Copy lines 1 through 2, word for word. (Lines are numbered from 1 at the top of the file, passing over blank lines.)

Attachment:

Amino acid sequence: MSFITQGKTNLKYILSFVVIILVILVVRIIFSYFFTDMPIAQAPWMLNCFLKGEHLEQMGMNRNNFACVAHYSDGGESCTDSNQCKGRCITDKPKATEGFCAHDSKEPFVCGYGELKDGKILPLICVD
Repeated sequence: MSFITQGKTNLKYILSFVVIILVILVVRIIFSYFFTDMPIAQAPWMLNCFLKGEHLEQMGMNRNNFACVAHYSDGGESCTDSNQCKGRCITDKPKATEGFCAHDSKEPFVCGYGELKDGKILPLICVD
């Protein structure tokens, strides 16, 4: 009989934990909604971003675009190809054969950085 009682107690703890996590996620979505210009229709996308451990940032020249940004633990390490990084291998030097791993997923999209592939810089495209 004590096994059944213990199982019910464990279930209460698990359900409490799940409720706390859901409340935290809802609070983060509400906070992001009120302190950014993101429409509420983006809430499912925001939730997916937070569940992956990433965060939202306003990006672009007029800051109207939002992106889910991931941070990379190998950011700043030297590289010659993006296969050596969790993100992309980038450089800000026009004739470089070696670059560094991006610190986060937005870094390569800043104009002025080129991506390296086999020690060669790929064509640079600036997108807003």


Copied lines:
Amino acid sequence: MSFITQGKTNLKYILSFVVIILVILVVRIIFSYFFTDMPIAQAPWMLNCFLKGEHLEQMGMNRNNFACVAHYSDGGESCTDSNQCKGRCITDKPKATEGFCAHDSKEPFVCGYGELKDGKILPLICVD
Repeated sequence: MSFITQGKTNLKYILSFVVIILVILVVRIIFSYFFTDMPIAQAPWMLNCFLKGEHLEQMGMNRNNFACVAHYSDGGESCTDSNQCKGRCITDKPKATEGFCAHDSKEPFVCGYGELKDGKILPLICVD